It always happens around this time of year.
I get asked for homeschooling advice.
This flatters me and makes me scared all at the same time.
What makes me nervous is when I hear: You must be so organized... You always have it all-together. Or more recently, You seem like you're a pro!
Oh that those things were true!
But they aren't.
Which is why I get twitchy.
Unfortunately my response to this young mom was probably not what she was expecting, and in re-reading my reply, was more vague than I intended.
Homeschooling isn't half as romantic as I thought it would be, but its ten-fold the blessing, which I never expected! Remember that some days are going to be AWESOME! And some, well, they're just gonna be hard and you'll wonder if your kids will end up dumb as stumps... but its ALL worth while!
I think its great that you are going to homeschool! As far as advice... practice grace - with yourself, with your kids. Expect things to take less time and more time, all at once! Remember that home education is not like traditional schooling... your kids will learn so much more than their A-B-C's, things that cannot be measured or tested, and many won't understand...but that that is OK!
Prayer is the one thing that gets you through, and the first thing you'll set aside... pursue prayer! You can't live without it! (that is true for traditional or home education!)What I should have said was this:
On more days than not every table in the house is covered with something...
it might be books,
or (many) unfinished projects.
(I act like it doesn't bother me... often it does.)
There are usually clean dishes left drying on the stove top (which is a terrible place to dry your dishes... but I do it anyway.)
|... not to mention open cupboards and popcorn on the floor.|
Most days... I can't find my red pen (even though I have a dozen):
I don't often wear make-up when school keeps us at home,
... but I wear a furrowed-brow more than I should...
|You may have to click on the picture to see the furrow-ness... it's there, I promise.|
Quick to assume the worst.
I fail to see the good things when there is so much good to be seen.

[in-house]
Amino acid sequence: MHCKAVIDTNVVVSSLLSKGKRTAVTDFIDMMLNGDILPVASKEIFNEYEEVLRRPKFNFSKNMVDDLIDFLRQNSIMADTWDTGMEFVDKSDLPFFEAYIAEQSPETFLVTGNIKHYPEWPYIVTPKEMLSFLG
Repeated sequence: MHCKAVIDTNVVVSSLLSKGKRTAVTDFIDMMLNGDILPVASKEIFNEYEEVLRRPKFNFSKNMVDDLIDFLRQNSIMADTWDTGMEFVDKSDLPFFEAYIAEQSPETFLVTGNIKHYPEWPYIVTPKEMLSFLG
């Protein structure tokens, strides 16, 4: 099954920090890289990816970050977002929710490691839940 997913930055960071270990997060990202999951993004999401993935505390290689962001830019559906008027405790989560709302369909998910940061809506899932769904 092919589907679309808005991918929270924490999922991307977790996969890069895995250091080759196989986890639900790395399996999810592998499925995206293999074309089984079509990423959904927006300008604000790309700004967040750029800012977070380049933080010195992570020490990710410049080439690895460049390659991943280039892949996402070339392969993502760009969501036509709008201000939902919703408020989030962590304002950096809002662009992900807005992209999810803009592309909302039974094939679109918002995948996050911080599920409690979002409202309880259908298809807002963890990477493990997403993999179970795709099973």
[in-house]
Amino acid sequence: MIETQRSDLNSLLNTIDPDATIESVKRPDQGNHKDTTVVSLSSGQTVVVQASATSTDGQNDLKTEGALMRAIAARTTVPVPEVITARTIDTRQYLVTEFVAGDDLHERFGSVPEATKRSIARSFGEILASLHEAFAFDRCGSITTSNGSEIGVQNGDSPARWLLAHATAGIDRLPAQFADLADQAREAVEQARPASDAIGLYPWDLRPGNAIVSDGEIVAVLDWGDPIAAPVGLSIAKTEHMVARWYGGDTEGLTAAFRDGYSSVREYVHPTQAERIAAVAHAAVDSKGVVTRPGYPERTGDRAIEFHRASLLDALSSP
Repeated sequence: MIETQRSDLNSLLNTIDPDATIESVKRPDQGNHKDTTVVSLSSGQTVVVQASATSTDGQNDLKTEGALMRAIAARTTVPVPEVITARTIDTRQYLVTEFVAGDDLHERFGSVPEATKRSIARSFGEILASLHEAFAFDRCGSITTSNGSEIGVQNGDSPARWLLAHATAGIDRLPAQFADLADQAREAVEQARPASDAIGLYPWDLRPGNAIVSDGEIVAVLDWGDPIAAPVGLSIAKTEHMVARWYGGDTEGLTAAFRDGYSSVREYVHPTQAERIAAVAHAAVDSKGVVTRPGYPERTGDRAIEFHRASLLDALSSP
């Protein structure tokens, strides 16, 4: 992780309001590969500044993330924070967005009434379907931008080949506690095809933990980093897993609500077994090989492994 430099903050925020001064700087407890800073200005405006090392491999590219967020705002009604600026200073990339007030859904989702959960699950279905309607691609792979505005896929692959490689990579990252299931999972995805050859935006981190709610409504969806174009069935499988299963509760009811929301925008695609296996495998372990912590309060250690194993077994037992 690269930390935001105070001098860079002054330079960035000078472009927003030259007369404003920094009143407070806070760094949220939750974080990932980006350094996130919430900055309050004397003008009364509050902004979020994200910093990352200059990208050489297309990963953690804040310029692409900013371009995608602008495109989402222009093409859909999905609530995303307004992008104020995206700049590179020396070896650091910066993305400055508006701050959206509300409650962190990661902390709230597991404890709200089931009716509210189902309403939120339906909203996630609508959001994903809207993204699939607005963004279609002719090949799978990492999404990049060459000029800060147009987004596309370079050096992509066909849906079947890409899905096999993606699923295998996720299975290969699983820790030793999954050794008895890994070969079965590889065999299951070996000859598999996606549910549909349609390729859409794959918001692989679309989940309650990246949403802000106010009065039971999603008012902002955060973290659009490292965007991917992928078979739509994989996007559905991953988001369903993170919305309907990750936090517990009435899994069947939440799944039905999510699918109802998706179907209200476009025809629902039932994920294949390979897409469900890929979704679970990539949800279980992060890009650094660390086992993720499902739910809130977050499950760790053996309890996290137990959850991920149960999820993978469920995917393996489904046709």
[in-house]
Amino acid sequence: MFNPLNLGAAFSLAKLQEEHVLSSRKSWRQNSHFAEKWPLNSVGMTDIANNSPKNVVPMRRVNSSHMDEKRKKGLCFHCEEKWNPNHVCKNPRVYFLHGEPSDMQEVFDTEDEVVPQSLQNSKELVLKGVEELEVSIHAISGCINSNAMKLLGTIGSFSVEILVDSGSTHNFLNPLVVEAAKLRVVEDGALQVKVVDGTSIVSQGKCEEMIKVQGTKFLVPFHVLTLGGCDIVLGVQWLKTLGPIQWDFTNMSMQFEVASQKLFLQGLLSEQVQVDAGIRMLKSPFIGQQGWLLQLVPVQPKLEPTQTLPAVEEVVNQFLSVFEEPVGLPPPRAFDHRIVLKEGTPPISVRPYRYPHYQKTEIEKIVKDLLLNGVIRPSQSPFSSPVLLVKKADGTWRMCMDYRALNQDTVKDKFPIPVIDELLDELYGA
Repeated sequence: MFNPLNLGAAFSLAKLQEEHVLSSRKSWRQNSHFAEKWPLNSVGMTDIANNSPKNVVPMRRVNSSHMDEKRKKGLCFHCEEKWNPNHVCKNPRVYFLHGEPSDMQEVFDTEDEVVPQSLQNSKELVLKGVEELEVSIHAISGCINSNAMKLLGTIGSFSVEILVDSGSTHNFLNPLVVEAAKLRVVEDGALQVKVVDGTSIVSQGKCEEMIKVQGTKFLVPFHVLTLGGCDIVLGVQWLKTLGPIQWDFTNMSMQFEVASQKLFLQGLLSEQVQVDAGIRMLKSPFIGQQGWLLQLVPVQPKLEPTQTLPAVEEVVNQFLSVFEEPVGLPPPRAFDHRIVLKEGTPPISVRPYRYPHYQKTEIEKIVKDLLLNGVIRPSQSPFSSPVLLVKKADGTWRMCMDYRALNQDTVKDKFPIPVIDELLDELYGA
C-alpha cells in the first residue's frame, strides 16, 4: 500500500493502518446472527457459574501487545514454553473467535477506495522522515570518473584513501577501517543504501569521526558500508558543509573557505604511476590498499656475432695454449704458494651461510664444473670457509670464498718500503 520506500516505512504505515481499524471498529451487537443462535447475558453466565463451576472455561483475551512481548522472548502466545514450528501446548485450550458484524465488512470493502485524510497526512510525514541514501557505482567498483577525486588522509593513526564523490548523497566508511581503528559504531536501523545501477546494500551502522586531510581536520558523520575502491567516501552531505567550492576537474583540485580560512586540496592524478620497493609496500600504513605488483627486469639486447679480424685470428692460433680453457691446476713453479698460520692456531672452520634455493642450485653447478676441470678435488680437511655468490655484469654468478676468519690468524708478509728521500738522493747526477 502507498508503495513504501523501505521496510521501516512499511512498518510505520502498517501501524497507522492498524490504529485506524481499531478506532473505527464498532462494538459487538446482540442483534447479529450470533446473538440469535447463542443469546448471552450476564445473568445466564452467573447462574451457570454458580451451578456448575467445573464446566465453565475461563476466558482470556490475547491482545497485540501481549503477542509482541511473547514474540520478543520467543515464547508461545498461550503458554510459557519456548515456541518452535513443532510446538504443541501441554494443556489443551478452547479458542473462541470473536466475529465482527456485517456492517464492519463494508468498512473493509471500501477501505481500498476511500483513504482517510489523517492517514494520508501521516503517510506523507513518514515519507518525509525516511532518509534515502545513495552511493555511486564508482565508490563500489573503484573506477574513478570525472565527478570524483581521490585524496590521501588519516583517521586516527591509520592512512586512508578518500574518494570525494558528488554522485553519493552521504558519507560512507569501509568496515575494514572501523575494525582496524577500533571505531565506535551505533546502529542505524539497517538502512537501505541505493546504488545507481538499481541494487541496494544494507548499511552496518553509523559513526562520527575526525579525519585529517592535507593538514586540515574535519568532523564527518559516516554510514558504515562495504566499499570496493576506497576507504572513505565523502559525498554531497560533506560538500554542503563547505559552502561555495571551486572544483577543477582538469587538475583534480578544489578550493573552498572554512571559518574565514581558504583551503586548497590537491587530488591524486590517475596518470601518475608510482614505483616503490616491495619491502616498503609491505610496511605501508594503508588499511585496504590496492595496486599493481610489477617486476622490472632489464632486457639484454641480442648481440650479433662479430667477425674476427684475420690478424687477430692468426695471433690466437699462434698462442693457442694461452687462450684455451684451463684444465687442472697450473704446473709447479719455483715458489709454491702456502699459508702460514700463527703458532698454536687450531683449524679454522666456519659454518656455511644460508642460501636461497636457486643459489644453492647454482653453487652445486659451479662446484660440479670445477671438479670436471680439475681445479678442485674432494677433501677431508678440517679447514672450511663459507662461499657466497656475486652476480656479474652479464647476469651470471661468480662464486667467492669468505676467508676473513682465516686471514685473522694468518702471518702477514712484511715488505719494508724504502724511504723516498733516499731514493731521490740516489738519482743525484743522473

I make schedules that I can't always keep.
My projects often don't work.
I waste precious time on things that aren't important.
But the biggest mistake I make every blessed day?
I forget that I am called to this gig with dual purpose... I am not to simply teach my kids, but to train them. Teaching is when I impart my knowledge (or that of the text in front of me) and it is important.
But training is when I come along side them and actively help them to "develop habits, thoughts and behavior by discipline and instruction" and it requires (a lot of) time, (a lot of) grace, and (a lot of ) repetition.
Training is often where I fail.
Time, grace and repetition are places in which I am the most greedy, the most selfish... and its what my children need of me the greatest.
I am quick to compare, and slow to prayer.
Oh! the struggle is fierce in this place, not just in my role as a mother and an educator, but personally as well.
In the midst of all that is imperfect, I forget to be thankful.
I stumbled across a blog post this week that expressed much more eloquently what I was trying to say...
Ultimately I want my students, my children, to learn what they need to know to be successful in life, but if I do not train them to see the Joy in life, to see passed the to-do lists and the syllabus, then I have failed them. Those things are chaff on the wind, here today and gone tomorrow, they add nothing to the value in the hearts of my children. Or mine!When we give thanks, we gain joy. All of us. These daily lessons looking for grace is the way we see God even here.Because what will the math really matter if they are bitter? If the house is immaculate — but my attitude a mess? If they can count — but they don’t know how to count all things as joy? If we get the lists done, but have lost happiness in Him? How can any grammar skill outweigh the fact they don’t know the language of grace and thanks? What good will it be if they can recite all the major British battles — but they don’t know to see beauty? What am I teaching our children if I’m not living simply, quietly this: “Finally, brothers and sisters, whatever is true, whatever is noble, whatever is right, whatever is pure, whatever is lovely, whatever is admirable—if anything is excellent or praiseworthy—think about such things” (Phil. 4:8). Focusing on what is beautiful, good, true –isn’t this the truest education? - Ann Voskamp
If I'm honest I must tell you that I struggle with these things. I want the romance of homeschooling, and I am surprised when it is not. I want the facade of the clean house and perfect kids, but it just doesn't exist.
This is my homeschooling reality. Its my life. And you know what? Its been an amazing experience for our kids, our family, for me.
Still looking for advice?
This morning I'm right here with you. Refilling a prescription to my own medicine:
The romance of homeschooling is in the hindsight vision... but the joy of homeschooling is giving thanks in advance.
May I live this out in the coming year.